by Sarah Berlinger, Technician
The Fairbanks House, located in Dedham, Massachusetts, is notable not only for its age, but for its impressive collection of American crafts and memorabilia. The house, whose first rooms were constructed around 1640, is believed to be the oldest surviving timber frame house in the United States. As a historic house museum, the Fairbanks House endeavors to fully represent the lives and time periods of different groups of Fairbanks family members who have occupied the house over the years. Included in those representations are various crafts and works of art created by the family over the years.
In 2008, Museum Textile Services conducted an initial survey of the collection of samplers in the house that were created by members of the extended family over the years; the collection includes samplers from 1763 to 1830. Thanks to a Tru-Vue Optium Conservation Grant through the American Institute for Conservation, we were able to conserve seven samplers for the Fairbanks House in 2011.
For young girls and teens, samplers served several purposes. They provided the opportunity for girls to work on their embroidery technique, something every woman needed to possess. Samplers also provided something to keep girls occupied during the day. Many of the samplers in the Fairbanks collection were done by girls around 11 years old. Some of the samplers were very simple; they contained renderings of the alphabet and numbers, a few examples of different stitches and borders, and sometimes a name. Others included elaborately embroidered scenes and designs, as well as poetic tributes.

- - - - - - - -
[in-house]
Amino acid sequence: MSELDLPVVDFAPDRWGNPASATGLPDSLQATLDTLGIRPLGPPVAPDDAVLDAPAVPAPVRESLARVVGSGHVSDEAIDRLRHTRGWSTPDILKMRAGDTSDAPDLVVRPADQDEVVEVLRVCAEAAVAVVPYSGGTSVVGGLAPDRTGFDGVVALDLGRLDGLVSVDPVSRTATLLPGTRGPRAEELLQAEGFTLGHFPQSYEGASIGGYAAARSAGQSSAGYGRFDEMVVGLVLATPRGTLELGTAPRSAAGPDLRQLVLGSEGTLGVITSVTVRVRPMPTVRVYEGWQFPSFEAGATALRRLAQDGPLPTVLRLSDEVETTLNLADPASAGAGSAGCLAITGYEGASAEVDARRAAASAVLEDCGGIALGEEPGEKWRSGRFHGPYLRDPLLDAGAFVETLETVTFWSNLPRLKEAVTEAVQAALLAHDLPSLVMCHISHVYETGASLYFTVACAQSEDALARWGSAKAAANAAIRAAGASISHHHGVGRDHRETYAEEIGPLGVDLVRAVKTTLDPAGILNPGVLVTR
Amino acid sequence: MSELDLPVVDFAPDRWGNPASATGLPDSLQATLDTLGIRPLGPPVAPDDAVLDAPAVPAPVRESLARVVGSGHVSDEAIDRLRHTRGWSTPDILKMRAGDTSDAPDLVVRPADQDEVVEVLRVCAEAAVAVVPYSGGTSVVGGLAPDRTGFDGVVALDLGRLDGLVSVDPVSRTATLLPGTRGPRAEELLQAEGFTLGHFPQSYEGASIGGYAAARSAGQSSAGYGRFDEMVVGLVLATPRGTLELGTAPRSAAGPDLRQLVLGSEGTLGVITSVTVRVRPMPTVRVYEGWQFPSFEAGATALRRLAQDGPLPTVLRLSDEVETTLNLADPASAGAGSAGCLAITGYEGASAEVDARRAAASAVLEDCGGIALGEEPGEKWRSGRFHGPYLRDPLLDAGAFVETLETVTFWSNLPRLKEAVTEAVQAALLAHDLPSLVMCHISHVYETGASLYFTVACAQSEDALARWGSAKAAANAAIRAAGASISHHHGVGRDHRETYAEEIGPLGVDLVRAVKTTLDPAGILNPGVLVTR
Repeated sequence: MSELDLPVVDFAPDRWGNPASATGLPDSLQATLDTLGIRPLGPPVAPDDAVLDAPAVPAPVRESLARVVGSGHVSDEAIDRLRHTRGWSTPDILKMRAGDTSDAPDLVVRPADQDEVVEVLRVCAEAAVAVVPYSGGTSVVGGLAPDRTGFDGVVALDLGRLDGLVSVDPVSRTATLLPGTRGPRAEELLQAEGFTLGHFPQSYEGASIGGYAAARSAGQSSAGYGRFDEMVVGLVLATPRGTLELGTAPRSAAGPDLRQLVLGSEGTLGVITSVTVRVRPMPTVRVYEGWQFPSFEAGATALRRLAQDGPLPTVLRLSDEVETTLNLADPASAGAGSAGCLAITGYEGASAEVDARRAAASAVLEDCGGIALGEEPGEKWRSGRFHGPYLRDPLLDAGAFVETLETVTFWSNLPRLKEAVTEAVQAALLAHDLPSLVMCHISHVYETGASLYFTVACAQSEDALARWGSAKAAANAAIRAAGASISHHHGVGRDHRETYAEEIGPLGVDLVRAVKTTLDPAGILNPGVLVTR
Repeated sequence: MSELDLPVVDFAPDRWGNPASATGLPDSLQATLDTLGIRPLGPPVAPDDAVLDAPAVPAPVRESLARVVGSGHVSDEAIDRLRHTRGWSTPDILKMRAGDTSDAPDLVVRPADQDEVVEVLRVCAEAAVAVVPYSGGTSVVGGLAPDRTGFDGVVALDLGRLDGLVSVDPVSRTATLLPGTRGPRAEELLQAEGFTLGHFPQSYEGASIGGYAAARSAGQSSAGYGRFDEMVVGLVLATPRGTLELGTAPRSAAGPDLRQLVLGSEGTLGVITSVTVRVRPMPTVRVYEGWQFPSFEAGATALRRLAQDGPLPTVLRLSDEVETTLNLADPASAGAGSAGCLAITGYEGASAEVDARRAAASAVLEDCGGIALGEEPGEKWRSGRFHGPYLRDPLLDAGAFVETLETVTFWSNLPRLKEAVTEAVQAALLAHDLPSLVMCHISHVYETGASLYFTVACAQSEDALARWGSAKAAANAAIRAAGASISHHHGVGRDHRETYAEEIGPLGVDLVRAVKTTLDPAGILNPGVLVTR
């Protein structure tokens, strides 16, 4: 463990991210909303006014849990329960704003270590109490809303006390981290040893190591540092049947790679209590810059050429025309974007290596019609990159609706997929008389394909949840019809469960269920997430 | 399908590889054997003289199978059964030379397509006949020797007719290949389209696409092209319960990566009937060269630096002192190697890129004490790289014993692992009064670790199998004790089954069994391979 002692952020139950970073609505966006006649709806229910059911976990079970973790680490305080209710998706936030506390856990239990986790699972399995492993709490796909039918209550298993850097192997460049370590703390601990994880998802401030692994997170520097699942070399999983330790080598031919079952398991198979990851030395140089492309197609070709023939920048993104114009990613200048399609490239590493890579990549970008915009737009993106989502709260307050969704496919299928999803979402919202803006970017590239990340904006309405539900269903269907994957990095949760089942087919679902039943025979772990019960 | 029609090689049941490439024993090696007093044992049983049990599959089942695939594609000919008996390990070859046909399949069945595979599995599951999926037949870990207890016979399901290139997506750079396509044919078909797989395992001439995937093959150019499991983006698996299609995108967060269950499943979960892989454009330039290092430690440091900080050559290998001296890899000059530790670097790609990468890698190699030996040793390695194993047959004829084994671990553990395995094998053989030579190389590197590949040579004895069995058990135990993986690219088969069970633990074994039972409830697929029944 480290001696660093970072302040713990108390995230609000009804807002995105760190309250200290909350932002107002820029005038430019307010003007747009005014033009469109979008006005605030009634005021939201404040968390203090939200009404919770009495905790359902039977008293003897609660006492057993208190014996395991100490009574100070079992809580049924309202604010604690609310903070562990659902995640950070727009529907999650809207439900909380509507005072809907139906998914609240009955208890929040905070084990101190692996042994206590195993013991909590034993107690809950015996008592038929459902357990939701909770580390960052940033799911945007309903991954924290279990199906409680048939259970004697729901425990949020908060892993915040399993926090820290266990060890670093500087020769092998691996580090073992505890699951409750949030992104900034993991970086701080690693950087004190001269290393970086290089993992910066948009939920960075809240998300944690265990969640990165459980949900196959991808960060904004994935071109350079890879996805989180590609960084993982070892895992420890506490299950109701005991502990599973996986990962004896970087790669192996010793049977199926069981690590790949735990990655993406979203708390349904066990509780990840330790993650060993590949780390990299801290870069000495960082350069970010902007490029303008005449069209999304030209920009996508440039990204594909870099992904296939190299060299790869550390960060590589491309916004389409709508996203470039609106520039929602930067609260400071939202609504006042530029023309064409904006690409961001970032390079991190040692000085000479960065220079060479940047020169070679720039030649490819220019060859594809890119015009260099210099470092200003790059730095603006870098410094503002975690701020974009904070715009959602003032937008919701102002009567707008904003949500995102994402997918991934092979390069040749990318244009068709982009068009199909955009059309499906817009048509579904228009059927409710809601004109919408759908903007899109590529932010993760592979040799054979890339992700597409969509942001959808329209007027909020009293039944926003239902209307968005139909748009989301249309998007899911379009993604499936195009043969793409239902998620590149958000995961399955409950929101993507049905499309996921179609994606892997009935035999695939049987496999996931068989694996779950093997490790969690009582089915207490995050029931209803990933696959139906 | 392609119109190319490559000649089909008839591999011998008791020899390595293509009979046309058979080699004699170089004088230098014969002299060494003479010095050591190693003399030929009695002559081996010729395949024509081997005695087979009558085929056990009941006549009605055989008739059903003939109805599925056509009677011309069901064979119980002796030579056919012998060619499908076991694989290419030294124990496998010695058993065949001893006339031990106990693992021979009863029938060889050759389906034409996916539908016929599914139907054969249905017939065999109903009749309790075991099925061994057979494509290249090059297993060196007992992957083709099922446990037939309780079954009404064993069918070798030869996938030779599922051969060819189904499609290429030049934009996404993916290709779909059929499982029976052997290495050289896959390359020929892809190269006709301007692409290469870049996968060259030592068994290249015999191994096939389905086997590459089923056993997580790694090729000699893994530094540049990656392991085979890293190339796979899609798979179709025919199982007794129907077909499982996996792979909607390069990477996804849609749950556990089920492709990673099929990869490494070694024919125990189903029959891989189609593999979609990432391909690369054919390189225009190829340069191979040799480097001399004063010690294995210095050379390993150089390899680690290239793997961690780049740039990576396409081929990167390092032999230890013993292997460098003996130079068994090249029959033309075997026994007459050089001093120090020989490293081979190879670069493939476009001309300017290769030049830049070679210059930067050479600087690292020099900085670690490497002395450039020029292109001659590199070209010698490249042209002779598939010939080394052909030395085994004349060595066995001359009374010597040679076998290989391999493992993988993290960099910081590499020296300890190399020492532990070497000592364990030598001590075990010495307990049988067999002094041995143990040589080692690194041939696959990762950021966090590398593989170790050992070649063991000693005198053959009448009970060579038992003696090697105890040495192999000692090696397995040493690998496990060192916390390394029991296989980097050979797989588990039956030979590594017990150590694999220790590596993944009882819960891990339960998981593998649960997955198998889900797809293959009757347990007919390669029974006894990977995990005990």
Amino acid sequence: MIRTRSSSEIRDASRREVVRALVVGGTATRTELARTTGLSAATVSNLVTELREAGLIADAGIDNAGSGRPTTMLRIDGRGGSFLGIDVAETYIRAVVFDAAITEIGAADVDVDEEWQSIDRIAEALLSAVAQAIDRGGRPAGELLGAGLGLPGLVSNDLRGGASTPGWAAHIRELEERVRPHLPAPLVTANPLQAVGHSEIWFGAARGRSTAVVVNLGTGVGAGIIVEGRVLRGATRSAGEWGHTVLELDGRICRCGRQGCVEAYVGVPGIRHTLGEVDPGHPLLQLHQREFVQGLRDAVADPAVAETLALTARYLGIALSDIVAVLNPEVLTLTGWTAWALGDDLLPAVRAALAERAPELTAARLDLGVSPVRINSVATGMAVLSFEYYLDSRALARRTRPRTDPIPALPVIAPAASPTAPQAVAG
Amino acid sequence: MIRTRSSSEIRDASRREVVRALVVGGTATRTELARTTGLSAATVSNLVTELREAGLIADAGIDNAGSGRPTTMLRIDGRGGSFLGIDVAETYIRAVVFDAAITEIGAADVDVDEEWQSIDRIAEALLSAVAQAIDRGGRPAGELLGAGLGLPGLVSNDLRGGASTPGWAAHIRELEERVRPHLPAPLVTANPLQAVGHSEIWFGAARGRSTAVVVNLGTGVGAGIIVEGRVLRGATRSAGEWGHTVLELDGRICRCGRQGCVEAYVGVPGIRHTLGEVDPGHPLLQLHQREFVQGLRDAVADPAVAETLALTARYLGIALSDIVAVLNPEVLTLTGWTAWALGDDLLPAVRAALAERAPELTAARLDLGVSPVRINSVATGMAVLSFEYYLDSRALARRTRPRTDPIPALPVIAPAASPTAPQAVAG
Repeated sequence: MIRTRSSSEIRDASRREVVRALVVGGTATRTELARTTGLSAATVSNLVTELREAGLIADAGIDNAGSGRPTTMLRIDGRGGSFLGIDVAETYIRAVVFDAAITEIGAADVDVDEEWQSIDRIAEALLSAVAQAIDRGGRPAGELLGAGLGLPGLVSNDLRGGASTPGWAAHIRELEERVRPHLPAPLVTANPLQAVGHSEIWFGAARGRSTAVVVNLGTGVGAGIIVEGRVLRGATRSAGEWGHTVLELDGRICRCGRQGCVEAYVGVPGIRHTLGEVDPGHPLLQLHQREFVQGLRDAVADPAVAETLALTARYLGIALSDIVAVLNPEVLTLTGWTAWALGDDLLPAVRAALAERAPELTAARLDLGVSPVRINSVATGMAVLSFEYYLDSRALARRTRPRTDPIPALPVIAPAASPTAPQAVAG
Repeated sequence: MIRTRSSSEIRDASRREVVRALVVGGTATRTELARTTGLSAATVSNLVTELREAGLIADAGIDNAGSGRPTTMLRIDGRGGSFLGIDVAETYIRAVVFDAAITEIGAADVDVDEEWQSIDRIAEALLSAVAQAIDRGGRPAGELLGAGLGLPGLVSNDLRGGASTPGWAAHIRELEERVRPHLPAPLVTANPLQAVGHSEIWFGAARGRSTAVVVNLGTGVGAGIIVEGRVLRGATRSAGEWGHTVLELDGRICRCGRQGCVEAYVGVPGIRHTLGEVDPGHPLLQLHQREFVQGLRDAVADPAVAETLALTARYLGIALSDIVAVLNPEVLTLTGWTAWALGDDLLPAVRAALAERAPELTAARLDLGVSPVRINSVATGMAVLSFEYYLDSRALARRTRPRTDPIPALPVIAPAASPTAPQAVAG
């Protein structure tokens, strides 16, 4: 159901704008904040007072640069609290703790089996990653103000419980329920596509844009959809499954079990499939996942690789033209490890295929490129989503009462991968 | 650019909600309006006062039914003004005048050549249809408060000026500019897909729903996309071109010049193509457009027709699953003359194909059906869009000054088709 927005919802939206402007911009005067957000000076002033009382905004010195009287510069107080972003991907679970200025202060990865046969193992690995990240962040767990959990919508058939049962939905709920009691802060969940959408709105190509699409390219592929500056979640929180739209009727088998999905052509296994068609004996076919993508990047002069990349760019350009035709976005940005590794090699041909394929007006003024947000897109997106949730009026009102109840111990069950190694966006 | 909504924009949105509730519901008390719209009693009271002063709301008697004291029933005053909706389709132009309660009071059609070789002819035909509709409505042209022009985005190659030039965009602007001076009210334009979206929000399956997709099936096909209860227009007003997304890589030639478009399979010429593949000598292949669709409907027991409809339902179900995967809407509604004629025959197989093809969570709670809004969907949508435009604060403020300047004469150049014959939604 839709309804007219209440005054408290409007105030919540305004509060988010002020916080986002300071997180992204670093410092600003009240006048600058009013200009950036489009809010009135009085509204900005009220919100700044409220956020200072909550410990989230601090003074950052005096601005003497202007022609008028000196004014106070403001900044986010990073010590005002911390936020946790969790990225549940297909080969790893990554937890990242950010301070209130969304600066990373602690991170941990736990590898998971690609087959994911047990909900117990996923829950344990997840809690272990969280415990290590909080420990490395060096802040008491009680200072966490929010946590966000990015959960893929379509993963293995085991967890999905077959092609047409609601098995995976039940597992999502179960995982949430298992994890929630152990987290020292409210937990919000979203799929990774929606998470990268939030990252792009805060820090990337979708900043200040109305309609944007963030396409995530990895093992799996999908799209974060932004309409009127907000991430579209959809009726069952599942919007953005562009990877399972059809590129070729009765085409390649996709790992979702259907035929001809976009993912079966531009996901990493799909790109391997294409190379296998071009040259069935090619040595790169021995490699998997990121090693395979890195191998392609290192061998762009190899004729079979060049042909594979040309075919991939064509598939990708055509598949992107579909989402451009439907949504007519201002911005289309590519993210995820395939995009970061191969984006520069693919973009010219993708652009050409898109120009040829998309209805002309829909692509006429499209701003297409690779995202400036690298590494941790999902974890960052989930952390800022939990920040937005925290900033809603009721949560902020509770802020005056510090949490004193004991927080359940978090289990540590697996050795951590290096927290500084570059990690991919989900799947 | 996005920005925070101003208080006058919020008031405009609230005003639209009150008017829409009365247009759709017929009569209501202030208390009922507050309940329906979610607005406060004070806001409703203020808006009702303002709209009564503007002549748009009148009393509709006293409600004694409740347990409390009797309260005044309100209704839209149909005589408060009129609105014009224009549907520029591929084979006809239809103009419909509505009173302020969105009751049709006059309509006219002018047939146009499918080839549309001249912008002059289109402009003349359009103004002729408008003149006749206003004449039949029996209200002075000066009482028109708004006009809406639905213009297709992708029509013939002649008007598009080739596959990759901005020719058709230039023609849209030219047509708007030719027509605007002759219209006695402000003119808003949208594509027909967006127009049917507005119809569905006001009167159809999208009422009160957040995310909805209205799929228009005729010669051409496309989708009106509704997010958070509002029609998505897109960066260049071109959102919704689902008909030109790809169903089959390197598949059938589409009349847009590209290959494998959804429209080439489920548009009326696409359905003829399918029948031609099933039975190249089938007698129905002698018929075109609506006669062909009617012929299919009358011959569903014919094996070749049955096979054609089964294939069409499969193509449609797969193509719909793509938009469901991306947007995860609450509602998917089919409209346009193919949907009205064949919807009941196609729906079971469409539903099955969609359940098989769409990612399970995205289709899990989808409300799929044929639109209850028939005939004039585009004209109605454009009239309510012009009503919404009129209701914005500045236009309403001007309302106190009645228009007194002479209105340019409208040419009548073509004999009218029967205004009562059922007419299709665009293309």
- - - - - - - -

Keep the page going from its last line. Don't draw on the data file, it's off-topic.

One of the most endearing qualities of samplers is the mistakes they possess. For example, in the first line of the stanza in the 1798 sampler below, the "w" of "anew" would not fit within the border, so the stitcher, eleven year old Betsey Fairbanks, added the letter above the word. The same thing was done in the third line with the word "high." A larger image of this sampler can be found here. Such missteps only increase the charm of these needleworks.
Conservation efforts for the samplers included removal from acidic backing boards and adhesives, vacuuming, and some repairs to embroidery stitches. Some of the samplers that merited such attention were wet cleaned using deionized water. After removal from old boards, we constructed new cloth-covered mounting boards. The samplers were stitched to their new boards around the perimeter and at strategic points in the interior of the sampler. All the samplers were given new frames with Optium UV-filtering Acrylic. Conservation on a majority of the samplers was completed in time to be returned to the house for the Fairbanks family reunion in August.
Conserving objects with such a rich family history and artistic context is always a wonderful opportunity, and we're grateful to the Fairbanks House for letting us do our part to help preserve these small treasures for future generations of the Fairbanks Family to enjoy.
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